Friday 24 November 2017

Clinton's former colleagues tell of hurt over his lies

Vanessa Thorpe

A close-knit band of friends and colleagues around Bill Clinton at the time of the Monica Lewinsky affair will this month speak publicly for the first time of their disbelief and sense of betrayal in a four-hour documentary about the former US president.

The two-part biography, which premieres in Britain and America on February 20, chronicles Mr Clinton's struggle with his unruly libido from the beginning of his political career. His loyal adviser, the pollster Dick Morris, will tell of the moment Mr Clinton rang him just before evidence of his affair with Ms Lewinsky was about to be made public.

"Bill said to me: 'Ever since I got to the White House I have had to shut down my body'," said Mr Morris, adding that Mr Clinton told him he had been weak in the case of the 23-year-old intern and had done enough with her to be in serious trouble.

Mr Clinton then asked Mr Morris to conduct political polls on how he should handle the crisis.

Ken Gormley, a legal expert working in the White House, also recalled the sexual tension between Mr Clinton and Ms Lewinsky.

"There were almost these sparks flying between them from the first moment when they saw each other," he said.

Those who worked with Mr Clinton on his initial bid for governorship in his home state of Arkansas, campaigning alongside his wife Hillary, refer to his involvement with a long queue of women.

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One campaign chief remembered dealing with "25 women a day" who came into the office looking for Mr Clinton, while Betsey Wright, the politician's trusted political aide, recounted how she eventually presented him with a list of girlfriends he had to deal with before he could stand as governor. "It became clear it was not the time to do it," she says.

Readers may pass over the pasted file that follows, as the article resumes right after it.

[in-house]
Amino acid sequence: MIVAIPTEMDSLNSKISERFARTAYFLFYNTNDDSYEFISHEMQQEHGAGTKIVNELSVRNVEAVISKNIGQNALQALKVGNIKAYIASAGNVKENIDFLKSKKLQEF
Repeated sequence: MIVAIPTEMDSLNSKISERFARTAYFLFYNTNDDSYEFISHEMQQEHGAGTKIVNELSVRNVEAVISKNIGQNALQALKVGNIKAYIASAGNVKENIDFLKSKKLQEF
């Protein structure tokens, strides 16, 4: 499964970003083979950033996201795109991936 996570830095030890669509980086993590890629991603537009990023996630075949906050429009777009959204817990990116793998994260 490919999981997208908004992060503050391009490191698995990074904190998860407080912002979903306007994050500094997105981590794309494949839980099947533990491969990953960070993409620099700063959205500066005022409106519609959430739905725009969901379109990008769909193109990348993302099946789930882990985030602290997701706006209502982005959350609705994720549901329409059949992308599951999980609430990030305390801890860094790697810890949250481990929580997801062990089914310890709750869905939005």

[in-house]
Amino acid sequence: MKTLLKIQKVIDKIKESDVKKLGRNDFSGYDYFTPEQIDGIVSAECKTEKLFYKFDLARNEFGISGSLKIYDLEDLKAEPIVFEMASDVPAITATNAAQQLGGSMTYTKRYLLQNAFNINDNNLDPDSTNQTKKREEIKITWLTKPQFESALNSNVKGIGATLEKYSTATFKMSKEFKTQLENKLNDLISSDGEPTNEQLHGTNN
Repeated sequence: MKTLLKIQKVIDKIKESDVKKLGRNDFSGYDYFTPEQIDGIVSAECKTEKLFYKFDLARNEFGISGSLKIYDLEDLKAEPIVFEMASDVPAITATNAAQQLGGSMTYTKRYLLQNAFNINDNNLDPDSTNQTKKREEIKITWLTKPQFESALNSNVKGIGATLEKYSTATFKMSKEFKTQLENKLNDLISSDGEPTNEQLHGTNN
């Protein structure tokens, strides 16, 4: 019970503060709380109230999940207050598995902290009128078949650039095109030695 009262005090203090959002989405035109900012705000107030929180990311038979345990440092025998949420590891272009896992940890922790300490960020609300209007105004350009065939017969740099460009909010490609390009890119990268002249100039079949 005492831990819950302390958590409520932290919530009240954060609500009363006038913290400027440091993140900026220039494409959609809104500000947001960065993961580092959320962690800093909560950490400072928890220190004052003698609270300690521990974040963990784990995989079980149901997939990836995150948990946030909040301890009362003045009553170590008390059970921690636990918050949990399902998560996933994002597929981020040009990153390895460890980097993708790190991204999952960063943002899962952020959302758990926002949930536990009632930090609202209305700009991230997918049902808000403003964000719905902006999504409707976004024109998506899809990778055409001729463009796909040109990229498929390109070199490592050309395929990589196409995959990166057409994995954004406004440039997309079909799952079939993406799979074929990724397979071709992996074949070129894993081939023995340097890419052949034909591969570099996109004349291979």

As a result, Mr Clinton pulled out at the last minute.

Marla Crider, who worked with Mr Clinton in Arkansas and had an affair with him, described women as being "literally mesmerised with him".

The decision to abort that early gubernatorial campaign was the first in a series of reversals and recoveries that have marked Mr Clinton's career. Mr Clinton apparently deployed a charisma of rock-star proportions, but with this came a sexual appetite that finally threatened his presidency when he faced impeachment for perjury over the Lewinsky affair in 1998.

Ms Wright told the programme-makers she felt betrayed because Mr Clinton had lied to her and "lied to a lot of people".

© Observer

Sunday Independent

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